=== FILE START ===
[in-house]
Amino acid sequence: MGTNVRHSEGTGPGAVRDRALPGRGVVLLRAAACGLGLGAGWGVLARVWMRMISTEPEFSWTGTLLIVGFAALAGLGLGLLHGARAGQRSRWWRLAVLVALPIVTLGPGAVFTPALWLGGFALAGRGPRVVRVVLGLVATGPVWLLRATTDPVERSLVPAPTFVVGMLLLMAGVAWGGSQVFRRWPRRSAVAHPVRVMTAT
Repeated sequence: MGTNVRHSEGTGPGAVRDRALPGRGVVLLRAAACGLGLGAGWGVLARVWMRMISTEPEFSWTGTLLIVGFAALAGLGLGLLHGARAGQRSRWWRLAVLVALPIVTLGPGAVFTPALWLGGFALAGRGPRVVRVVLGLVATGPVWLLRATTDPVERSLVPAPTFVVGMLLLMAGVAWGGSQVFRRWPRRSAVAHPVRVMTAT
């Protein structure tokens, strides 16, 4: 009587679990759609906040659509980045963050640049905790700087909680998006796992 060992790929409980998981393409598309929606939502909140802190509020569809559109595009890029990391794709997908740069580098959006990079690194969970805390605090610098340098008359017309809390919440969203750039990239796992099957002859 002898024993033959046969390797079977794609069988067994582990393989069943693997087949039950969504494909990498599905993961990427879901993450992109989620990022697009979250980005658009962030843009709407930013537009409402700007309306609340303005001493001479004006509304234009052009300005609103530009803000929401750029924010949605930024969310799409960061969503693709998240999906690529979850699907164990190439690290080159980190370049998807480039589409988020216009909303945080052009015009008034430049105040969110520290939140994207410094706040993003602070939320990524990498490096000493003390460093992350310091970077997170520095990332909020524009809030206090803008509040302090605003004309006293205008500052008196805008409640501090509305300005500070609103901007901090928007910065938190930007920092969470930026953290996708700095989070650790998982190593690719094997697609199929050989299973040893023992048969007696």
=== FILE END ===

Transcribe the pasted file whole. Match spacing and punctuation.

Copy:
[in-house]
Amino acid sequence: MGTNVRHSEGTGPGAVRDRALPGRGVVLLRAAACGLGLGAGWGVLARVWMRMISTEPEFSWTGTLLIVGFAALAGLGLGLLHGARAGQRSRWWRLAVLVALPIVTLGPGAVFTPALWLGGFALAGRGPRVVRVVLGLVATGPVWLLRATTDPVERSLVPAPTFVVGMLLLMAGVAWGGSQVFRRWPRRSAVAHPVRVMTAT
Repeated sequence: MGTNVRHSEGTGPGAVRDRALPGRGVVLLRAAACGLGLGAGWGVLARVWMRMISTEPEFSWTGTLLIVGFAALAGLGLGLLHGARAGQRSRWWRLAVLVALPIVTLGPGAVFTPALWLGGFALAGRGPRVVRVVLGLVATGPVWLLRATTDPVERSLVPAPTFVVGMLLLMAGVAWGGSQVFRRWPRRSAVAHPVRVMTAT
């Protein structure tokens, strides 16, 4: 009587679990759609906040659509980045963050640049905790700087909680998006796992 060992790929409980998981393409598309929606939502909140802190509020569809559109595009890029990391794709997908740069580098959006990079690194969970805390605090610098340098008359017309809390919440969203750039990239796992099957002859 002898024993033959046969390797079977794609069988067994582990393989069943693997087949039950969504494909990498599905993961990427879901993450992109989620990022697009979250980005658009962030843009709407930013537009409402700007309306609340303005001493001479004006509304234009052009300005609103530009803000929401750029924010949605930024969310799409960061969503693709998240999906690529979850699907164990190439690290080159980190370049998807480039589409988020216009909303945080052009015009008034430049105040969110520290939140994207410094706040993003602070939320990524990498490096000493003390460093992350310091970077997170520095990332909020524009809030206090803008509040302090605003004309006293205008500052008196805008409640501090509305300005500070609103901007901090928007910065938190930007920092969470930026953290996708700095989070650790998982190593690719094997697609199929050989299973040893023992048969007696």